[whatwg] <imgset> responsive imgs proposition (Re: The src-N proposal)

Tab Atkins Jr. jackalmage at gmail.com
Fri Nov 15 12:30:35 PST 2013

On Tue, Nov 12, 2013 at 10:40 AM, Tab Atkins Jr. <jackalmage at gmail.com> wrote:
> On Tue, Nov 12, 2013 at 9:50 AM, Adam Barth <w3c at adambarth.com> wrote:
>> We might even be able to make this work without inventing anything:
>> <style type="text/css">
>> @media (min-width: 480px) {
>>   .artdirected {
>>     width: 30px;
>>     height: 30px;
>>     background-image: image-set(url(small.png) 1x, url(small-hires.png) 2x);
>>  }
>> }
>> @media (min-width: 600px) {
>>   .artdirected {
>>     width: 60px;
>>     height: 60px;
>>     background-image: image-set(url(large.png) 1x, url(large-hires.png) 2x);
>>  }
>> }
>> </style>
>> <div class="artdirected"></div>
>> All the information is there.  We just need to teach the preload
>> scanner to parse a subset of CSS and match a subset of selectors.  If
>> you stay within the "preloadable" subset, then your images will be
>> loaded by the preload scanner.  Otherwise, they'll just be loaded
>> normally.

Okay, here are some examples done up in as reasonable and compact a
manner as I can do, assuming certain syntaxes when they haven't yet
been created:

Use-case 1: Variable density.

<img src-1="foo.5 .5x, foo1 1x, foo2 2x, foo3 3x" src="foo1">

<img src="foo1" id="foo">
#foo { content: replaced image-set("foo.5" .5x, "foo1" 1x, "foo2" 2x,
"foo3 3x"); }

Use-case 2: Art-direction (slightly different images based on layout

<img src-1="(width < 30em) foo.5 .5x, foo1 1x, foo2 2x, foo3 3x"
     src-2="bar.5 .5x, bar1 1x, bar2 2x, bar3 3x"

<img src="foo1" id="foo">
@media (width < 30em) { #foo { content: replaced image-set("foo.5"
.5x, "foo1" 1x, "foo2" 2x, "foo3 3x"); } }
@media (width >= 30em) { #foo { content: replaced image-set("bar.5"
.5x, "bar1" 1x, "bar2" 2x, "bar3 3x"); } }

Use-case 3: Variable-sized images

<img src-1="100% (30em) 50% (50em) 33%; foo200 200, foo400 400, foo800
800, foo1200 1200, foo1600 1600" src="foo1">

<img src="foo1" id="foo">
#foo { content: replaced image-set("foo200" 200, "foo400" 400,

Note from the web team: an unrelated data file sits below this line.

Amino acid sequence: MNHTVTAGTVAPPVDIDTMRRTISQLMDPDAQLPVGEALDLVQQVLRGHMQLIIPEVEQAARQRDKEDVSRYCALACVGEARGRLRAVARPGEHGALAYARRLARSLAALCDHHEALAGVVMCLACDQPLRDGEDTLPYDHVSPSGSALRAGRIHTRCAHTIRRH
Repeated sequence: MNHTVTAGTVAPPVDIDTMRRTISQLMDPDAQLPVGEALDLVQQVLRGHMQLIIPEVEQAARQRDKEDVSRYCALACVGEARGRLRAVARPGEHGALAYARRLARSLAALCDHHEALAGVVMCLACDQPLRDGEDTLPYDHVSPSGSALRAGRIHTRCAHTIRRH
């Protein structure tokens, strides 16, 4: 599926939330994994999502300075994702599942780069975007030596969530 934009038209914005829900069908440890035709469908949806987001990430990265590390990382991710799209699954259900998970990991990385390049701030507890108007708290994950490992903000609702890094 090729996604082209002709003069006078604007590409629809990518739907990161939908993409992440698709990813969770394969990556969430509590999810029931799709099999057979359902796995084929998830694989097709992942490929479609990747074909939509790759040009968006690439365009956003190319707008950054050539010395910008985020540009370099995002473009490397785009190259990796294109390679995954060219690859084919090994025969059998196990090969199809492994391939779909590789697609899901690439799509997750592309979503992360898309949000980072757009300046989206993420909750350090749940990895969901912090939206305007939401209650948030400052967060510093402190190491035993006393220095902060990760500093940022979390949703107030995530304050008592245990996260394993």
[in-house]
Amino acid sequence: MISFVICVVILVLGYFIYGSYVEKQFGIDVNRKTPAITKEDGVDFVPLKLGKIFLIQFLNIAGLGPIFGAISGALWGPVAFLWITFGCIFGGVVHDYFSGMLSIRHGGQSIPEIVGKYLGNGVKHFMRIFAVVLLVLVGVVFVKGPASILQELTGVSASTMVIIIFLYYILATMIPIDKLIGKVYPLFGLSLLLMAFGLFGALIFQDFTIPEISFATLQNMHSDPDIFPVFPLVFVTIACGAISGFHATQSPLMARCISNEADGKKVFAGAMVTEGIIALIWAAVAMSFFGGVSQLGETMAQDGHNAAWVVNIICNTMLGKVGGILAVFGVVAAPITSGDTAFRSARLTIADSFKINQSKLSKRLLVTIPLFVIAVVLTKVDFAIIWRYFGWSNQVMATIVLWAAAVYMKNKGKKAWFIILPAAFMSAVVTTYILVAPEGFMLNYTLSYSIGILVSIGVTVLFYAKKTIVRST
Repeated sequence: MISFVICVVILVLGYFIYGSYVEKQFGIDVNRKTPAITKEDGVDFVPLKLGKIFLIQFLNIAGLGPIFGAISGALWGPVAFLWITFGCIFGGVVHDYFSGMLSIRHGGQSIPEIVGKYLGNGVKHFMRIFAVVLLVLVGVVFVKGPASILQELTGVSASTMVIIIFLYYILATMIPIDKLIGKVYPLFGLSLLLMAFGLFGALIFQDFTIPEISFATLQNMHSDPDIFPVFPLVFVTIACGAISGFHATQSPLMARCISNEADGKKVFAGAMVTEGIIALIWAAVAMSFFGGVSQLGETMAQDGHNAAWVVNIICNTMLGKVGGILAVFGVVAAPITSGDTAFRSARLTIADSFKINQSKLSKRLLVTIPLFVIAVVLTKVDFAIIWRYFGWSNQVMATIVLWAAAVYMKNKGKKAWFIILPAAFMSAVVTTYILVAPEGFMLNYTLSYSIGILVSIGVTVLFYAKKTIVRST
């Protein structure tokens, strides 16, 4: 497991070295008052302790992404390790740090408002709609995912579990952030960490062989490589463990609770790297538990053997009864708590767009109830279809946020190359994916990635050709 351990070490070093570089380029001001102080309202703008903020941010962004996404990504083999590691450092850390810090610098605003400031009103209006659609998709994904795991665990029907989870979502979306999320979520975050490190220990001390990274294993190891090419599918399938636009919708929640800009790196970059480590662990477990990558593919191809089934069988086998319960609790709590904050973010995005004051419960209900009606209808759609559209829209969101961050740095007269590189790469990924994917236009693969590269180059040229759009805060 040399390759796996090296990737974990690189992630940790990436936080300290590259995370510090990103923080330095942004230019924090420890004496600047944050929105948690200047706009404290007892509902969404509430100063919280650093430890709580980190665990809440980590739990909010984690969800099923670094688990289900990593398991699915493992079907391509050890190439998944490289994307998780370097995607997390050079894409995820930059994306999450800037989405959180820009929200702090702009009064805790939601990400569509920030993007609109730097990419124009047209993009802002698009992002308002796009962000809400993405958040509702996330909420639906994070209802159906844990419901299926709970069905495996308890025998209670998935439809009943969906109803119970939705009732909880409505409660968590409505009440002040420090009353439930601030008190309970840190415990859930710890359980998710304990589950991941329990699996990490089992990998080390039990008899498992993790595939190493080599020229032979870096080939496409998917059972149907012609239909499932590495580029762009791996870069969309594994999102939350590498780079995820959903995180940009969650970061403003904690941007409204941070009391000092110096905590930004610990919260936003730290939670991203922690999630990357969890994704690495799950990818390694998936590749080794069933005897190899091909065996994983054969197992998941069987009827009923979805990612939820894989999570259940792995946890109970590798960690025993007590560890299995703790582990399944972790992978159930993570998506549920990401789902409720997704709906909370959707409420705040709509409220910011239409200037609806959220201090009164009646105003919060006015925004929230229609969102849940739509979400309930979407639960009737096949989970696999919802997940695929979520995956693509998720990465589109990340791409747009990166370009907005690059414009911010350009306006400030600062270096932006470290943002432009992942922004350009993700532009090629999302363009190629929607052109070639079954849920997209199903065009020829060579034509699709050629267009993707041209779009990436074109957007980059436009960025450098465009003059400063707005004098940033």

"foo800" 800, "foo1200" 1200, "foo1600" 1600); }
@media (width < 30em) { #foo { width: 100vw; }}
@media (30em <= width < 50em) { #foo { width: 50vw; }}
@media (width >= 50em) { #foo { width: 33vw; }}

These examples... do not look good.

The simplest one isn't much worse, granted.  It suffers from the "put
an id on it" that makes working with <label>/<input> a minor chore,
but otherwise is mostly just shifting things around.

The second one is a bit more annoying.  The additional syntax weight
of the CSS trappings add up a bit, even with only two options.

The third one is just more or less ridiculous.  The added syntax
weight really shows itself here, with three largish lines to express
what src-N does in 5 tokens.  The fact that the sizes are separated
from the sources is weird.  The fact that you can only use a few units
(because you're no longer able to say "evaluate these sizes in an MQ
context", so "em" units and the like are useless because they depend
on style resolution) is very confusing.

This is a subset of CSS, yes, but the line dividing "what you can use"
from "what you can't" is rather windy, rather than being clear-cut and
simple.  People will regularly get this wrong.

Any argument that this is simpler to author, or easier for CMSes to
deal with, is rather laughable.  It's just as hard, if not more so.

A further, and kinda killer, problem with this is that it *can't be
reasonably polyfilled*.  I know as much as anyone that designing
around polyfills is often too limiting, but seriously, polyfilling
this requires a full CSS parser.  What this actually means is that
people will be using custom attributes and PictureFill or whatever for
a long time.  They'll be polyfilling for a long time regardless, but
the problem here is that they wont' be using a syntax compatible with
the real solution.

The one benefit of this proposal is that it potentially lets us
preload unrelated CSS images, if they happen to match the patterns we
specify (inline, id or class selector, etc.).  That sounds like
something that would be good to do regardless, but doesn't by itself
buy us enough benefit to justify the rest of the pain of this


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